Central Otago police are warning the public to act responsibly on the road as drink-driving campaigns are stepped up throughout the district.
Central Otago sub-area acting supervisor Detective Sergeant Derek Shaw said some recent “blatant” drink-driving had been disappointing, and police were determined to maintain a high profile on the roads to catch drink-drivers.
Police conducted a targeted campaign in Cromwell a month ago in which eight people were apprehended for drink-driving during one weekend.
Some of those appeared in the Alexandra District Court last week; others are still being processed through the justice system.
Ten people were sentenced for drink-driving in the Alexandra court last week.
Det Sgt Shaw said all of the eight apprehended during the targeted Cromwell operation were male, and mainly middle-aged, returning home from after-work drinks.
One of the men was drinking in the car while driving, with a box of beer in his car.
Det Sgt Shaw appreciated many people worked hard and wanted to “unwind” at the end of the week, but said people had a responsibility to have a sober driver or make other arrangements to get home if they were drinking.
He also reminded people of the risk of still being over the limit the morning after a night out drinking.
He said it was concerning to think the recent drink-driving apprehensions may be only a snapshot of the numbers of actual drink-drivers on the road.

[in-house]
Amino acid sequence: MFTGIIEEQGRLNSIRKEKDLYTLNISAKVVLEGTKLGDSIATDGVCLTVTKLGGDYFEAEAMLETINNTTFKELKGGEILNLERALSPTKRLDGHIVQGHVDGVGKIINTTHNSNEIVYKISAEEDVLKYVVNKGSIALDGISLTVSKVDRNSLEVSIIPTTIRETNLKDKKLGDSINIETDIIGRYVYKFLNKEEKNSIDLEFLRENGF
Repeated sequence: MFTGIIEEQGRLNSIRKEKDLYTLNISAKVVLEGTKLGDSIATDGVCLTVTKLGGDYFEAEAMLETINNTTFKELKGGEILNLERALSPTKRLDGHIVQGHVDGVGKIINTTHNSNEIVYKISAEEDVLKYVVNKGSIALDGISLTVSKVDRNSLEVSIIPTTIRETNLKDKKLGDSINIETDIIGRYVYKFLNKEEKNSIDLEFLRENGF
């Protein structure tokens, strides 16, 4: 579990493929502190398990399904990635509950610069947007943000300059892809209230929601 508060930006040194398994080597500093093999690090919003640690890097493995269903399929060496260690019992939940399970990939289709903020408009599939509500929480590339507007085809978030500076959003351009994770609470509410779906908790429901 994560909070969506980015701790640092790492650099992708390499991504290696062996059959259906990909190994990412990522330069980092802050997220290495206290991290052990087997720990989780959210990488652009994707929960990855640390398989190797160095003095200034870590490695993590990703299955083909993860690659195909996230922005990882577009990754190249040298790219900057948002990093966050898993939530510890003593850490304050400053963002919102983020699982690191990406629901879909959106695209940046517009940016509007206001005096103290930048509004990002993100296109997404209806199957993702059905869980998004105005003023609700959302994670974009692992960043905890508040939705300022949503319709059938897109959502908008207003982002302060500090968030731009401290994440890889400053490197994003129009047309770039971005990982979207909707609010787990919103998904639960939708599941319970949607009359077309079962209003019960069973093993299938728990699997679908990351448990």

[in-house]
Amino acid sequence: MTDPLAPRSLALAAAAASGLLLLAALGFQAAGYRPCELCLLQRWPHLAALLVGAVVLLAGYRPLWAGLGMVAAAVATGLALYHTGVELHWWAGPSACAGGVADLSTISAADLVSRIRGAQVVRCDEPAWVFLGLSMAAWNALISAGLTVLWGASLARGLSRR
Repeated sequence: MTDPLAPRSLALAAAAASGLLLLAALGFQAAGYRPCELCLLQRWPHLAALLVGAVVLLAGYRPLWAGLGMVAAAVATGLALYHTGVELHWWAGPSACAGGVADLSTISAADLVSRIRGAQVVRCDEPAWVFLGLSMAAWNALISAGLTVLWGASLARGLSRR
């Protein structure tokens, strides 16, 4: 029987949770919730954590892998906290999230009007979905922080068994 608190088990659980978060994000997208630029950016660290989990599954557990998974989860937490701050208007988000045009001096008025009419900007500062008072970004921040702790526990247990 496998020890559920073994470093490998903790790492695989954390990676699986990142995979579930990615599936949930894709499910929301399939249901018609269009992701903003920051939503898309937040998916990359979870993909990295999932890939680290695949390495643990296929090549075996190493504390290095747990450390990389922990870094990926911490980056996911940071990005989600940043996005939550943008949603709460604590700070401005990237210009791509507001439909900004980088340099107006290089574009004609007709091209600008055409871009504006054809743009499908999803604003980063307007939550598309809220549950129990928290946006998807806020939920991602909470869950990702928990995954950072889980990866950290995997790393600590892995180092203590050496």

He warned drivers to remember police could be “any place, any time”, and said police would continue proactive patrols and drink-driving campaigns.
Det Sgt Shaw said people needed to realise their decision-making was impaired after they had been drinking, and the effect drink-driving tragedies had.
“[Drink-driving] crashes have a real ripple effect through the community. We just need to avoid that. The cost is too high.”
Alexandra Sergeant Bruce Martin, of the Otago-Lakes Central road policy group, said despite recent tragedies people were still drink-driving.
Two recent crashes, of a car into a tree in Ennis St, Alexandra, and a car that rear-ended a boat on a trailer, in Clyde, were thought to be linked to drink-driving.
A person arrested regarding the Ennis St crash would appear in the Alexandra court, and the driver of the vehicle that crashed in Clyde was still being sought.
Sgt Martin reminded people not only of the tragedies that drink-driving could cause, but the practical repercussions for those convicted.
They could be banned from travelling to certain countries, face huge costs getting a limited licence, and risk losing their job if it depended on having a driver’s licence.